Looking through Charlie Sheen’s filmography for a decent film post-1986 is like listening to endless hours of space noise hoping to hear a message from space. Which is what plastic astronomer Zane does for a living in 1996’s “The Arrival,” an ‘alien invasion’ genre film overshadowed at the box office by the frankly more entertaining “Independence Day” the same year. One night Zane hears that elusive message from space, and thereafter stumbles into a shadow conspiracy of terra-forming aliens hiding among us a-la 1988 schlock sci-fi “They Live.” Beyond the completely unnecessary and hilarious “the aliens’ knees bend backwards like horselegs” gimmick, there’s really not much more to say about this film aside from “it’s quite shit.” Not sure whether Sheen felt the facial hair would make him look more mysterious, more serious, or more nerdy.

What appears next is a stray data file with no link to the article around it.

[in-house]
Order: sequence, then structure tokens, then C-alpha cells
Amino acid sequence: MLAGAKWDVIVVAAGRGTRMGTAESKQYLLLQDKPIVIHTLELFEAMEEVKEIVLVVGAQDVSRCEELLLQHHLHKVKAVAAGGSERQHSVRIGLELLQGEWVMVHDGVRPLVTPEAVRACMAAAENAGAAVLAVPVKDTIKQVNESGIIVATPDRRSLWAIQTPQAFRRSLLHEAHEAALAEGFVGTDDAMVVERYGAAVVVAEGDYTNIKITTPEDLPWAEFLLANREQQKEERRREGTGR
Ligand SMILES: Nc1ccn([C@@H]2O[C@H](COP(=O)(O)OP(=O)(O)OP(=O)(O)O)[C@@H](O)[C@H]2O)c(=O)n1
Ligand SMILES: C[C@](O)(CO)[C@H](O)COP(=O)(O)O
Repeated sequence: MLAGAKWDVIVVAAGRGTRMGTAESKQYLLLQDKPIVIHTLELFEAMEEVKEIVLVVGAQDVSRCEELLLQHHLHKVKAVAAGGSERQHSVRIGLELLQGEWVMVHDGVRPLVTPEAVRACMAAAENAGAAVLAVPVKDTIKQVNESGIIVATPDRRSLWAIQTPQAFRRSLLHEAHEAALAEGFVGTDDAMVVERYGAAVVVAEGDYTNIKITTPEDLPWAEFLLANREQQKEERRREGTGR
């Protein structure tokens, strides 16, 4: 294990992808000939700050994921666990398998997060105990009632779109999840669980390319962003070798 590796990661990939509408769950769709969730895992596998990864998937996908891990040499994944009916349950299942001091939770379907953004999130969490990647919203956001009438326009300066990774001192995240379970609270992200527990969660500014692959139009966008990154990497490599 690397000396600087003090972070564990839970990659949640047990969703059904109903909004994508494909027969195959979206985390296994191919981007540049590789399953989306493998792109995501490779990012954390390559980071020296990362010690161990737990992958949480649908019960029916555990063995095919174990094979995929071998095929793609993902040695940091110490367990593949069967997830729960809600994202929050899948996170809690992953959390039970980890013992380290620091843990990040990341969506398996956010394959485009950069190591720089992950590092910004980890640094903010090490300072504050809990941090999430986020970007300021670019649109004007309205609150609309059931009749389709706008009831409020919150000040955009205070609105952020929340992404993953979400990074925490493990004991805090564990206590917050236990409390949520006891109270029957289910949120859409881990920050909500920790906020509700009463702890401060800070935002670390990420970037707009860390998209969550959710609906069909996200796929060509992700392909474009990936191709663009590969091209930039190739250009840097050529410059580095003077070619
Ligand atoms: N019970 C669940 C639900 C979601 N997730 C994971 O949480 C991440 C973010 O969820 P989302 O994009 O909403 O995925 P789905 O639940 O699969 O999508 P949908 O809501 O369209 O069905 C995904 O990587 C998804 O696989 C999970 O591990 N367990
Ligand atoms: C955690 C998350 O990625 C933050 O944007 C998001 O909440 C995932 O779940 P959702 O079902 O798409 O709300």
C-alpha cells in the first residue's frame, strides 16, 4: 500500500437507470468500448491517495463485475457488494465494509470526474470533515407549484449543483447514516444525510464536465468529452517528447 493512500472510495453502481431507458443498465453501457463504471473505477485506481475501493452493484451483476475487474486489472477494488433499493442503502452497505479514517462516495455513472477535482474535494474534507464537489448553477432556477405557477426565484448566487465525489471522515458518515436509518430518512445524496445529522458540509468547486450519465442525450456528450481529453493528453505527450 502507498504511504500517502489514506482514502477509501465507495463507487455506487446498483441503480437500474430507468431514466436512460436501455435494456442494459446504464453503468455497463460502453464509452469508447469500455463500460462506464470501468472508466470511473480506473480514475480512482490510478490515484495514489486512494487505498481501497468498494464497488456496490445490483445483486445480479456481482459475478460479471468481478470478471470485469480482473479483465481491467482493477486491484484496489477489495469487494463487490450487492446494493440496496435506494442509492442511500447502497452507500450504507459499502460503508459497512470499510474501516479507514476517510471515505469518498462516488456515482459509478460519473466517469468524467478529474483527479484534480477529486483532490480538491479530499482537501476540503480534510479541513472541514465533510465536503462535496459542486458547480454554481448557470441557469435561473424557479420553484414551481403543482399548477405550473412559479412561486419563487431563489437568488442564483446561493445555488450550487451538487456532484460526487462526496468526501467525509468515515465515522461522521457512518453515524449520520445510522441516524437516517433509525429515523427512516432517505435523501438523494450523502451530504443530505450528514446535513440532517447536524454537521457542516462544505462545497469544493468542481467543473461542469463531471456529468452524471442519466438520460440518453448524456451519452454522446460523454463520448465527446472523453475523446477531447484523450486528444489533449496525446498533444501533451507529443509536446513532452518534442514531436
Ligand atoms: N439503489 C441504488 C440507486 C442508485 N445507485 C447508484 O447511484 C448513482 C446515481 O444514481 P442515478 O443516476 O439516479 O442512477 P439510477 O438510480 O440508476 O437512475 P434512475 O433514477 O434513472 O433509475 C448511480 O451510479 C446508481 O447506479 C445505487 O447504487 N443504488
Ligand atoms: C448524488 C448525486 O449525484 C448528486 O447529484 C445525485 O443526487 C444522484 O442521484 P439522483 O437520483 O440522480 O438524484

Upon watching this I thought “This must be where Sheen’s movie career fell off the cliff” but in fact this film is the broken long-dead body lying at the foot of that cliff: the fall was a long time prior. This film came after such pivotal items as “Major League II,” “Hot Shots! Part Deux,” “Loaded Weapon 1,” and “Men At Work.” Half-decent films like “Young Guns” and better films like “Wall Street” are also already in the rearview mirror. Which is hard to understand because, only ten years before, Sheen had made a real name for himself in the incredible “Platoon.” Oh well. Winning, or something, I guess.
I can’t wait to check out the Sheen-less straight-to-video sequel. It’s waiting for me on my DVR.